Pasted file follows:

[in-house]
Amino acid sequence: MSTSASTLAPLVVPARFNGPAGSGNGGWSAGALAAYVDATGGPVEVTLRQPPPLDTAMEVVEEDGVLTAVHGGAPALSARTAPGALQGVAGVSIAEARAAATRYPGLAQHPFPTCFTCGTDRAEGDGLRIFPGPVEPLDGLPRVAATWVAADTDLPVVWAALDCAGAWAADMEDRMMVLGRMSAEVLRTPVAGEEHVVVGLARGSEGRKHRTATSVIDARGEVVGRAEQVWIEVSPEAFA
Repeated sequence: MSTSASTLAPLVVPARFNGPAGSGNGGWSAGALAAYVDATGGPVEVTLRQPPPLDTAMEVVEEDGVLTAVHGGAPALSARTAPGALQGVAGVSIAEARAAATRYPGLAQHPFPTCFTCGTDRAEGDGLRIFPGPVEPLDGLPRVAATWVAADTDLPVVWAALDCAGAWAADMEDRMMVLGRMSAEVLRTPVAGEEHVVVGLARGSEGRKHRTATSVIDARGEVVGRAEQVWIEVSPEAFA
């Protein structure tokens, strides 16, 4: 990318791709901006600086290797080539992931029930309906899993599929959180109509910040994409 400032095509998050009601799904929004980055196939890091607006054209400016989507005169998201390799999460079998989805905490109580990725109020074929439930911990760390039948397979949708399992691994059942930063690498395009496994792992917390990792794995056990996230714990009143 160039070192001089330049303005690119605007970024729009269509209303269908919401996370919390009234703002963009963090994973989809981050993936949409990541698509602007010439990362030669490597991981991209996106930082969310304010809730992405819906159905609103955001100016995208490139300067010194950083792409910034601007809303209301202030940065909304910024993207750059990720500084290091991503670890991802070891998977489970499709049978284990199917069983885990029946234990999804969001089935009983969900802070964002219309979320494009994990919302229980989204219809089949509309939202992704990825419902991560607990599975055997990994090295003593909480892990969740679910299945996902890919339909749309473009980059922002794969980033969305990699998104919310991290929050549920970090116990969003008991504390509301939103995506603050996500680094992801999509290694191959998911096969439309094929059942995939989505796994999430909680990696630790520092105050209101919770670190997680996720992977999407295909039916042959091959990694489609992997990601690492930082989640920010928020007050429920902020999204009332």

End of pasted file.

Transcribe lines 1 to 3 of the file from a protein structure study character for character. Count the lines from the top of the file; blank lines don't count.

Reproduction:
[in-house]
Amino acid sequence: MSTSASTLAPLVVPARFNGPAGSGNGGWSAGALAAYVDATGGPVEVTLRQPPPLDTAMEVVEEDGVLTAVHGGAPALSARTAPGALQGVAGVSIAEARAAATRYPGLAQHPFPTCFTCGTDRAEGDGLRIFPGPVEPLDGLPRVAATWVAADTDLPVVWAALDCAGAWAADMEDRMMVLGRMSAEVLRTPVAGEEHVVVGLARGSEGRKHRTATSVIDARGEVVGRAEQVWIEVSPEAFA
Repeated sequence: MSTSASTLAPLVVPARFNGPAGSGNGGWSAGALAAYVDATGGPVEVTLRQPPPLDTAMEVVEEDGVLTAVHGGAPALSARTAPGALQGVAGVSIAEARAAATRYPGLAQHPFPTCFTCGTDRAEGDGLRIFPGPVEPLDGLPRVAATWVAADTDLPVVWAALDCAGAWAADMEDRMMVLGRMSAEVLRTPVAGEEHVVVGLARGSEGRKHRTATSVIDARGEVVGRAEQVWIEVSPEAFA